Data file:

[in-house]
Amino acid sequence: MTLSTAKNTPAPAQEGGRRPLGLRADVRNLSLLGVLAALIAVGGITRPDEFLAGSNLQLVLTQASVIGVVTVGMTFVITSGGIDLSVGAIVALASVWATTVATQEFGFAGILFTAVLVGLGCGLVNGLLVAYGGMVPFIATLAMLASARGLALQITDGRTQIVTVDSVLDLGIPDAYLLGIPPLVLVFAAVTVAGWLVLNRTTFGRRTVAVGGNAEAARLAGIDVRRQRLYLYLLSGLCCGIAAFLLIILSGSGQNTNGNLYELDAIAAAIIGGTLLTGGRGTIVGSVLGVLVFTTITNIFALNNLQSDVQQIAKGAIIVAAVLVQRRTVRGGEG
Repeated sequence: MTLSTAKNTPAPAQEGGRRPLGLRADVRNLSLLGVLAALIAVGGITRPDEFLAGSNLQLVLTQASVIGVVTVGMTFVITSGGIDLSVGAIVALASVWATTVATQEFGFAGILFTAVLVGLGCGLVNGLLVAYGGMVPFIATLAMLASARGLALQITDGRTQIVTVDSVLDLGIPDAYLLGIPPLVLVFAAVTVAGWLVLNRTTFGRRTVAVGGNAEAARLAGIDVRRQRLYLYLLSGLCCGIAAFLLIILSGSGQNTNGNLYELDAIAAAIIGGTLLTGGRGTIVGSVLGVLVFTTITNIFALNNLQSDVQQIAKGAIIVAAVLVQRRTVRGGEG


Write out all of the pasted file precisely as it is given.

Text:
[in-house]
Amino acid sequence: MTLSTAKNTPAPAQEGGRRPLGLRADVRNLSLLGVLAALIAVGGITRPDEFLAGSNLQLVLTQASVIGVVTVGMTFVITSGGIDLSVGAIVALASVWATTVATQEFGFAGILFTAVLVGLGCGLVNGLLVAYGGMVPFIATLAMLASARGLALQITDGRTQIVTVDSVLDLGIPDAYLLGIPPLVLVFAAVTVAGWLVLNRTTFGRRTVAVGGNAEAARLAGIDVRRQRLYLYLLSGLCCGIAAFLLIILSGSGQNTNGNLYELDAIAAAIIGGTLLTGGRGTIVGSVLGVLVFTTITNIFALNNLQSDVQQIAKGAIIVAAVLVQRRTVRGGEG
Repeated sequence: MTLSTAKNTPAPAQEGGRRPLGLRADVRNLSLLGVLAALIAVGGITRPDEFLAGSNLQLVLTQASVIGVVTVGMTFVITSGGIDLSVGAIVALASVWATTVATQEFGFAGILFTAVLVGLGCGLVNGLLVAYGGMVPFIATLAMLASARGLALQITDGRTQIVTVDSVLDLGIPDAYLLGIPPLVLVFAAVTVAGWLVLNRTTFGRRTVAVGGNAEAARLAGIDVRRQRLYLYLLSGLCCGIAAFLLIILSGSGQNTNGNLYELDAIAAAIIGGTLLTGGRGTIVGSVLGVLVFTTITNIFALNNLQSDVQQIAKGAIIVAAVLVQRRTVRGGEG